Alice Walker's The Color Purple

Alice Walker's The Color Purple

Alice Walker's The Color Purple

Alice Walker's The Color Purple


-- Presents the most important 20th-century criticism on major works from The Odyssey through modern literature

-- The critical essays reflect a variety of schools of criticism

-- Contains critical biographies, notes on the contributing critics, a chronology of the author's life, and an index


In my old age, as person and as literary critic, I am resolved to give up all polemic, and to limp off the battlefield, carrying my wounds with me, honorable and otherwise. Since I am (somewhat) at odds with nearly every essayist in this volume, as well as with their illustrious subject, a certain wariness necessarily informs my stance in what follows.

Alice Walker, and her allied critics, tend to idealize the influence‐ relationship between black women writers, indeed all women writers. Feminist ideology, at least in the academy, holds that rivalry, creative envy, and the sublime contest for the highest place among writers, are all masculine tendencies or anxieties. Either women do not beware other women and never compete with one another (or with their mothers), or else human nature is so purified by feminist discourse that all agonistic elements in literature subside.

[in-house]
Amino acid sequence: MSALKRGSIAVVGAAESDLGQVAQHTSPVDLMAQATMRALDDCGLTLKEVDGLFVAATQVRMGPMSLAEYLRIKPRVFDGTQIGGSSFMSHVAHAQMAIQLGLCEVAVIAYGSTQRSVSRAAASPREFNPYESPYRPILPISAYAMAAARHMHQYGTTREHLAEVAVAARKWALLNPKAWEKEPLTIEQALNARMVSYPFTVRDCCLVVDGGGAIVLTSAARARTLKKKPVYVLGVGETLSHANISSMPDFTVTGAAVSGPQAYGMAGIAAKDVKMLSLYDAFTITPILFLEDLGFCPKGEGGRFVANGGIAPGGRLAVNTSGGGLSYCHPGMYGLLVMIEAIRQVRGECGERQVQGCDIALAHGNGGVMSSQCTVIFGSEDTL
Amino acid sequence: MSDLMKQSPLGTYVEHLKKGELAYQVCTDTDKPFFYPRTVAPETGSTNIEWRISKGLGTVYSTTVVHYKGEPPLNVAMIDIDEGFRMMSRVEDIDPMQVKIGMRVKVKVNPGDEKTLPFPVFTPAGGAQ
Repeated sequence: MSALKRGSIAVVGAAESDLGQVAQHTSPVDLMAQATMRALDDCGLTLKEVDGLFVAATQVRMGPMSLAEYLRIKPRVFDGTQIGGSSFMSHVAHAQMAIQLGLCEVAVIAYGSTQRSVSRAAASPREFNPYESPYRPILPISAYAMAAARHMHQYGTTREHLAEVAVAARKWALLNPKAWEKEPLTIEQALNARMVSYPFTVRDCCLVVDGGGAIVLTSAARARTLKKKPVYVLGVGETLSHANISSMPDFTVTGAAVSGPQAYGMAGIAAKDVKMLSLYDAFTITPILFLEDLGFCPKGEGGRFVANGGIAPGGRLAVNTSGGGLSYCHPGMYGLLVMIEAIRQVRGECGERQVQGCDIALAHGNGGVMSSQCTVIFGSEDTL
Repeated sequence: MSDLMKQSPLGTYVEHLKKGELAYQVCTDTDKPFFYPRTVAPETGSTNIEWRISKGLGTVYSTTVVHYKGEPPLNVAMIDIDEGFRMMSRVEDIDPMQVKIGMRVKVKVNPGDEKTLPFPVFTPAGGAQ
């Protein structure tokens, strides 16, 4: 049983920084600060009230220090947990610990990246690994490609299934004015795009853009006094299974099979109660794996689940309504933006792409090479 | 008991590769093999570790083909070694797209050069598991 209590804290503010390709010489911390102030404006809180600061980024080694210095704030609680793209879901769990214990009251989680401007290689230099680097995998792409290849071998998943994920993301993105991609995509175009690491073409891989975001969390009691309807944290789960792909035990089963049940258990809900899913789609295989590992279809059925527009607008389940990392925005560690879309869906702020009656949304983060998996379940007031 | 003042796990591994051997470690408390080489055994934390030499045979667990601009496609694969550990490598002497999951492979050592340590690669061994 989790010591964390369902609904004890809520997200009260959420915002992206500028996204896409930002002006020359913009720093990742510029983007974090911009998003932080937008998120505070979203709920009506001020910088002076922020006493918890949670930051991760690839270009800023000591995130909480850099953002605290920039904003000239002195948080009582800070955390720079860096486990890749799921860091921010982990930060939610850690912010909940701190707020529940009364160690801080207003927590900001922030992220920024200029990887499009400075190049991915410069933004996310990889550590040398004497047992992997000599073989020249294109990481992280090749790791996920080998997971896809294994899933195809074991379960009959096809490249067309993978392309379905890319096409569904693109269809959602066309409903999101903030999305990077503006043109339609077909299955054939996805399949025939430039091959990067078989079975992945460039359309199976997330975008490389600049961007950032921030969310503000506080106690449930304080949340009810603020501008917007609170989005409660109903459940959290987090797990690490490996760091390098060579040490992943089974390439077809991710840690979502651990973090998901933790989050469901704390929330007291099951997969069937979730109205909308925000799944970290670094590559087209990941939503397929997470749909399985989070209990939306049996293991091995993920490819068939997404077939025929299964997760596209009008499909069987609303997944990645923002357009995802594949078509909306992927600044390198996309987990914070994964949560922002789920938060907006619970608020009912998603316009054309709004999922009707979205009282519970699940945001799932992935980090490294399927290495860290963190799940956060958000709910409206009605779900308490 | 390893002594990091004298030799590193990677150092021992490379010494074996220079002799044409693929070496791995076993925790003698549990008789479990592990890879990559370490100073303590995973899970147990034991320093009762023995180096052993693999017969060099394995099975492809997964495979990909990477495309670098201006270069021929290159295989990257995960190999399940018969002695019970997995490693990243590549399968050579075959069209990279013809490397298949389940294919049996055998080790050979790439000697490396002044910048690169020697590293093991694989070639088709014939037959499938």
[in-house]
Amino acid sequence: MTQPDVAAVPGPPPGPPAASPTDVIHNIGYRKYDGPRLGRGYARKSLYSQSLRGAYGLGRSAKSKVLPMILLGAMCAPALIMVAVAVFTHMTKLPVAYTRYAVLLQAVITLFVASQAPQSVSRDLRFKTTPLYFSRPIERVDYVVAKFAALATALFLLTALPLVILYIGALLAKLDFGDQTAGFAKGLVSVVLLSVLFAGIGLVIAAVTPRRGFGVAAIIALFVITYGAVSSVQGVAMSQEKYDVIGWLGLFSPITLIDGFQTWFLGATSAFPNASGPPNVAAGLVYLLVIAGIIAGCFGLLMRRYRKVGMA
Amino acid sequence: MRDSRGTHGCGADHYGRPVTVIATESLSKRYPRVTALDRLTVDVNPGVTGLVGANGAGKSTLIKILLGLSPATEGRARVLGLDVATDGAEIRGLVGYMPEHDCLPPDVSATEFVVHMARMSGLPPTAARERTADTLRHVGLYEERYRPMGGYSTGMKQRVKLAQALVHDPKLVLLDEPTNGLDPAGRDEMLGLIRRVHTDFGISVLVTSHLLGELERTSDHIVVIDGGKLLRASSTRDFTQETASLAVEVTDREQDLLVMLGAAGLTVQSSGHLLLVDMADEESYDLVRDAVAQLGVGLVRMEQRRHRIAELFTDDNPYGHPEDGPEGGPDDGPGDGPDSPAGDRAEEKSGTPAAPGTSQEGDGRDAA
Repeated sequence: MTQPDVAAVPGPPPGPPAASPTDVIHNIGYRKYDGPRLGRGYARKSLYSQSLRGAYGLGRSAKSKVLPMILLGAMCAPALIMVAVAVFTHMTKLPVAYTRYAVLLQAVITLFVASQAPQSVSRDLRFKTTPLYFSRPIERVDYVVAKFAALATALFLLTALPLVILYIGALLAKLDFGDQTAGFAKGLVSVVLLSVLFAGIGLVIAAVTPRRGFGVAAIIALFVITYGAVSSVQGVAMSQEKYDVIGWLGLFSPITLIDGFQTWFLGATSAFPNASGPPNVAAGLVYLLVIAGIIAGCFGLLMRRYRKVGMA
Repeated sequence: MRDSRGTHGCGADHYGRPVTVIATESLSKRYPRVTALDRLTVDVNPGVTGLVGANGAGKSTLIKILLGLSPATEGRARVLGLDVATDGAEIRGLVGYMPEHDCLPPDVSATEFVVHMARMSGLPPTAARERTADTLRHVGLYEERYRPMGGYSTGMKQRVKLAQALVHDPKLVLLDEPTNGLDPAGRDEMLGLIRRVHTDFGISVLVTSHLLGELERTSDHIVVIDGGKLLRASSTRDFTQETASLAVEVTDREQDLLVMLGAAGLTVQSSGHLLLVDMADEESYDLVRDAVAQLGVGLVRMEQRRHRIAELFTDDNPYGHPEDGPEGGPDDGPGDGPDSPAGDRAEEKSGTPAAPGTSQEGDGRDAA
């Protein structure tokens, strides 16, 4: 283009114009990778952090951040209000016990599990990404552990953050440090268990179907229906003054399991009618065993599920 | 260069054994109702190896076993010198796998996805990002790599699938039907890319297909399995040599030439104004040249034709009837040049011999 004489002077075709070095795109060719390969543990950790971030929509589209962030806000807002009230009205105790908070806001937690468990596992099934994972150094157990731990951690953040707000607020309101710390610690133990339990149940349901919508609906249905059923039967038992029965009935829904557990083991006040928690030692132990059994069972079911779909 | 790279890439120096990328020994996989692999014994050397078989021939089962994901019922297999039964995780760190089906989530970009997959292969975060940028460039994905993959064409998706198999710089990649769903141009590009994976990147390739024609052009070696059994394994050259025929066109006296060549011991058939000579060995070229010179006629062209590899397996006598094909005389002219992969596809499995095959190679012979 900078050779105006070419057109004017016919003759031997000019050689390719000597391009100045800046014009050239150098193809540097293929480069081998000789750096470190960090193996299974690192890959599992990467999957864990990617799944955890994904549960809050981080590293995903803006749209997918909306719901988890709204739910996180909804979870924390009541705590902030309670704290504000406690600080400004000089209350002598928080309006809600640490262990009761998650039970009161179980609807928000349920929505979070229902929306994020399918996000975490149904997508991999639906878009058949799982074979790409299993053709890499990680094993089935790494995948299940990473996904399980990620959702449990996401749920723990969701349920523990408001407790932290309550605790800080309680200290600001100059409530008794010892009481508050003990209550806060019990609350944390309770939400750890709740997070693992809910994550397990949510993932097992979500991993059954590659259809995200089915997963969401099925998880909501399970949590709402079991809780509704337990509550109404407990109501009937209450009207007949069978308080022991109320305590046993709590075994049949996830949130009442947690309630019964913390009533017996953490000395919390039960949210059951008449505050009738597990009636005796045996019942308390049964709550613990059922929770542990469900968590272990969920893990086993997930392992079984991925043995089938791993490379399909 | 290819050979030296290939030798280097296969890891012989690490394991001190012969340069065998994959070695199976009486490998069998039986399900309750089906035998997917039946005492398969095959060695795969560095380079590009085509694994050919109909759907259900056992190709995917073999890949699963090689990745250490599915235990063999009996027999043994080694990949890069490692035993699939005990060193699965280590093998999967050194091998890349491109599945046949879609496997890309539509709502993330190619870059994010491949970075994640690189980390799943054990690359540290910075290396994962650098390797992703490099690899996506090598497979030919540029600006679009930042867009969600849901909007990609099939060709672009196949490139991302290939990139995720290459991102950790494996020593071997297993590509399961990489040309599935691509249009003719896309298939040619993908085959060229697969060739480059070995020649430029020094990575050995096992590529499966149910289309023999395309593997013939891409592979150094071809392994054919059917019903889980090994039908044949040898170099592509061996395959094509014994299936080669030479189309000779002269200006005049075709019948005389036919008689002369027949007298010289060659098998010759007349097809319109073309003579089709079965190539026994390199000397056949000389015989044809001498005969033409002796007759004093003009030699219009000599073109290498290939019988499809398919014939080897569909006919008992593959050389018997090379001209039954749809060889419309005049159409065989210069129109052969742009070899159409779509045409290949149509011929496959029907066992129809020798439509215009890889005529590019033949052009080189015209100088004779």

Walker, whether in The Color Purple or Meridian, is very much Zora Neale Hurston's novelistic daughter. No book, she has affirmed, means more to her than Their Eyes Were Watching God. Though poignant, this affirmation is a touch redundant, since both Celie and Meridian are palpable revisions of Hurston's Janie.The literary issue then becomes (at least for old Brontosaurus Bloom) what is added to the representation of character and personality when we turn from rereading Hurston to rereading Walker.And since we are all mortal, whatever our idealisms or our ideologies, do we reread Walker, as I certainly go back to Hurston, or do we yield Walker up, since time is limited?

Walker's most glowing tribute to Hurston has the title: "On refusing to Be Humbled by Second Place in a Contest You Did Not Design." I fear that all of literature is a contest that any new writer did not and could not design.Nietzsche wrote persuasively of "Hesiod's Contest with Homer," and Hemingway memorably boasted of being in training to take on Tolstoy himself. I grant you that Homer, Hesiod, Nietzsche, Tolstoy, and . . .

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